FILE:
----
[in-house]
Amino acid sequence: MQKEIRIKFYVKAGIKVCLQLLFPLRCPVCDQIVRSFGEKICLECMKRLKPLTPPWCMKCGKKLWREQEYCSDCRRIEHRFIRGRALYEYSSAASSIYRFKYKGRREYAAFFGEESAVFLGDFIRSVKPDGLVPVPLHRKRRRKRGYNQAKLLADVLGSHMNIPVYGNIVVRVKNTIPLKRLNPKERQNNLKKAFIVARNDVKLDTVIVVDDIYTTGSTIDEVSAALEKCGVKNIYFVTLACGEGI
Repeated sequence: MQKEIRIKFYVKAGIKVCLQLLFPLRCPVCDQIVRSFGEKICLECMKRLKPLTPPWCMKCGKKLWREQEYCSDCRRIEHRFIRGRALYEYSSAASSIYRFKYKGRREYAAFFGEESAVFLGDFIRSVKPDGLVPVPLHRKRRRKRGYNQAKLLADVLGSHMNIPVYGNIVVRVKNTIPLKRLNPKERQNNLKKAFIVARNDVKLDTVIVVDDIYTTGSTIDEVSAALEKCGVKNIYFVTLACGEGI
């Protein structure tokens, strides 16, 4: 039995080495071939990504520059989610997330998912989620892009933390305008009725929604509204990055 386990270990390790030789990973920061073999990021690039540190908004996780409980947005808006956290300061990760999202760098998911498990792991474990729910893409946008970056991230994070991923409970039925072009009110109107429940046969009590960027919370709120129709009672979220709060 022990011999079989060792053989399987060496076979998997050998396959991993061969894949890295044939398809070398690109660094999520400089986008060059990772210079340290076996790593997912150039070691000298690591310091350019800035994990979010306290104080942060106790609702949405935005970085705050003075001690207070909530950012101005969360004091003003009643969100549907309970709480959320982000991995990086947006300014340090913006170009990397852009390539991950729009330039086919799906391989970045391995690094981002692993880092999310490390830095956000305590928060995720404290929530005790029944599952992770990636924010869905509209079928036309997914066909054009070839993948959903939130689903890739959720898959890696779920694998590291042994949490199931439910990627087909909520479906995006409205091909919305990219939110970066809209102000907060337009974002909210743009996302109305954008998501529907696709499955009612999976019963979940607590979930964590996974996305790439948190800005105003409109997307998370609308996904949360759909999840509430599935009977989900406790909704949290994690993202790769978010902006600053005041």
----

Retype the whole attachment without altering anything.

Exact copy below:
[in-house]
Amino acid sequence: MQKEIRIKFYVKAGIKVCLQLLFPLRCPVCDQIVRSFGEKICLECMKRLKPLTPPWCMKCGKKLWREQEYCSDCRRIEHRFIRGRALYEYSSAASSIYRFKYKGRREYAAFFGEESAVFLGDFIRSVKPDGLVPVPLHRKRRRKRGYNQAKLLADVLGSHMNIPVYGNIVVRVKNTIPLKRLNPKERQNNLKKAFIVARNDVKLDTVIVVDDIYTTGSTIDEVSAALEKCGVKNIYFVTLACGEGI
Repeated sequence: MQKEIRIKFYVKAGIKVCLQLLFPLRCPVCDQIVRSFGEKICLECMKRLKPLTPPWCMKCGKKLWREQEYCSDCRRIEHRFIRGRALYEYSSAASSIYRFKYKGRREYAAFFGEESAVFLGDFIRSVKPDGLVPVPLHRKRRRKRGYNQAKLLADVLGSHMNIPVYGNIVVRVKNTIPLKRLNPKERQNNLKKAFIVARNDVKLDTVIVVDDIYTTGSTIDEVSAALEKCGVKNIYFVTLACGEGI
């Protein structure tokens, strides 16, 4: 039995080495071939990504520059989610997330998912989620892009933390305008009725929604509204990055 386990270990390790030789990973920061073999990021690039540190908004996780409980947005808006956290300061990760999202760098998911498990792991474990729910893409946008970056991230994070991923409970039925072009009110109107429940046969009590960027919370709120129709009672979220709060 022990011999079989060792053989399987060496076979998997050998396959991993061969894949890295044939398809070398690109660094999520400089986008060059990772210079340290076996790593997912150039070691000298690591310091350019800035994990979010306290104080942060106790609702949405935005970085705050003075001690207070909530950012101005969360004091003003009643969100549907309970709480959320982000991995990086947006300014340090913006170009990397852009390539991950729009330039086919799906391989970045391995690094981002692993880092999310490390830095956000305590928060995720404290929530005790029944599952992770990636924010869905509209079928036309997914066909054009070839993948959903939130689903890739959720898959890696779920694998590291042994949490199931439910990627087909909520479906995006409205091909919305990219939110970066809209102000907060337009974002909210743009996302109305954008998501529907696709499955009612999976019963979940607590979930964590996974996305790439948190800005105003409109997307998370609308996904949360759909999840509430599935009977989900406790909704949290994690993202790769978010902006600053005041």